“We all can be like flowers,” Agnes Denes tells us. “We can grow, nourish, endow others with our richness, turn to the sun, then reflect its warmth to all living creatures.” The first chapter of the Autostrada Biennale in Prishtina is built around quotidian infrastructures: a newly planted sunflower field in the city center by iconic feminist artist Agnes Denes, and a majestic textile flower installation, Forget Me Not, by Petrit Halilaj and Alvaro Urbano under the cupola of the National Library. Both projects are embodied by the earthly and floral, which channel the need for societal transformation. They connect to soil, water, light—all of which cannot be taken for granted. They merge micro and macro perspectives, personal memories with the need for liberation and transformation; they celebrate nonconformity. The flowers also respond compassionately to layers of trauma and violence with a call for diversity; for different histories, species, and communities.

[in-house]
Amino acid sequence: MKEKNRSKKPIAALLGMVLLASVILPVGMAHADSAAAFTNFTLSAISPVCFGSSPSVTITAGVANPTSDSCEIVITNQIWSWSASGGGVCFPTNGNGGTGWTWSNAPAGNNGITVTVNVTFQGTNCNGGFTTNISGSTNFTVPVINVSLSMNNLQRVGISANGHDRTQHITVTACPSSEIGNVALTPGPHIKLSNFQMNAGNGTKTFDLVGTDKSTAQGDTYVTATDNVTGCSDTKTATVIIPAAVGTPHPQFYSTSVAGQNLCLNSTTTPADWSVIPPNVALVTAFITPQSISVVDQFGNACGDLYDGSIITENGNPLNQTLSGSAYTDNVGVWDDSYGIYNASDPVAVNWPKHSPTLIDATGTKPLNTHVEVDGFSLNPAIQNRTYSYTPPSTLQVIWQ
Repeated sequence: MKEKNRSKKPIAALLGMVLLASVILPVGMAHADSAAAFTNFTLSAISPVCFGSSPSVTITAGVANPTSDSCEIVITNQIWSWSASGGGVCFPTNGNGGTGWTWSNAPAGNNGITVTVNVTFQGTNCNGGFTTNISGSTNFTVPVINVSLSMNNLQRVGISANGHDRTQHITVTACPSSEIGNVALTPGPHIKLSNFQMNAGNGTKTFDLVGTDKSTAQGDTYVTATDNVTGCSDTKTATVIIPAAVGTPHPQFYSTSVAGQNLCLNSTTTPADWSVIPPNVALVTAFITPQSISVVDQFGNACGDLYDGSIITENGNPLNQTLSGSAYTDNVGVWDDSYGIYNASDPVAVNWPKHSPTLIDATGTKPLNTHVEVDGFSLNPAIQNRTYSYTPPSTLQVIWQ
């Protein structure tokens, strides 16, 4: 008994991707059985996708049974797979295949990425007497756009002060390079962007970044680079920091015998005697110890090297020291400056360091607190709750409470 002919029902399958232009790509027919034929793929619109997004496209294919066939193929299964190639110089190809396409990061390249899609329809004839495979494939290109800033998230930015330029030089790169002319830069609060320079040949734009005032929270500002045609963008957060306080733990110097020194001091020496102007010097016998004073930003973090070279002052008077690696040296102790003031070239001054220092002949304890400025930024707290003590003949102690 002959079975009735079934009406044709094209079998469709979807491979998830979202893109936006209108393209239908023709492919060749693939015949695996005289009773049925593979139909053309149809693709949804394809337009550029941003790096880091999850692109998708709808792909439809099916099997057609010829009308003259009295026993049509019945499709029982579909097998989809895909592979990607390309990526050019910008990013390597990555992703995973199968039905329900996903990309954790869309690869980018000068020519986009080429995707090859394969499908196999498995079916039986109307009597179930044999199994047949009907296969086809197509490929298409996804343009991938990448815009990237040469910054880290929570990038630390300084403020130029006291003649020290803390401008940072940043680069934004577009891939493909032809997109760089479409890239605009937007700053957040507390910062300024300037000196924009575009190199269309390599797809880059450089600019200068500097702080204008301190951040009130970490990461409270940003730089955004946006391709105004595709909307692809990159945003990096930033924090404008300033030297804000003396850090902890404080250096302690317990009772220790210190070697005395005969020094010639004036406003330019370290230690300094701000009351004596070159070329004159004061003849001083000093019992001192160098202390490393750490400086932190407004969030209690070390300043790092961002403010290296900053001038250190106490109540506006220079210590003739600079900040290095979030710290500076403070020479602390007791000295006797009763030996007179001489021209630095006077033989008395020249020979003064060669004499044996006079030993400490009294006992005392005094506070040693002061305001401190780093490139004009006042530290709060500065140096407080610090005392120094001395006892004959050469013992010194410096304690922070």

In close conversation, both Sunflower Fields and Forget Me Not make pathways to shape future social, artistic, and political modes of survival within the current structures and infrastructures of the city and beyond.
One of the curatorial questions of the third Autostrada Biennale is how art can give desires a poetic yet concrete form, and how it mediates needs for essential breathing spaces.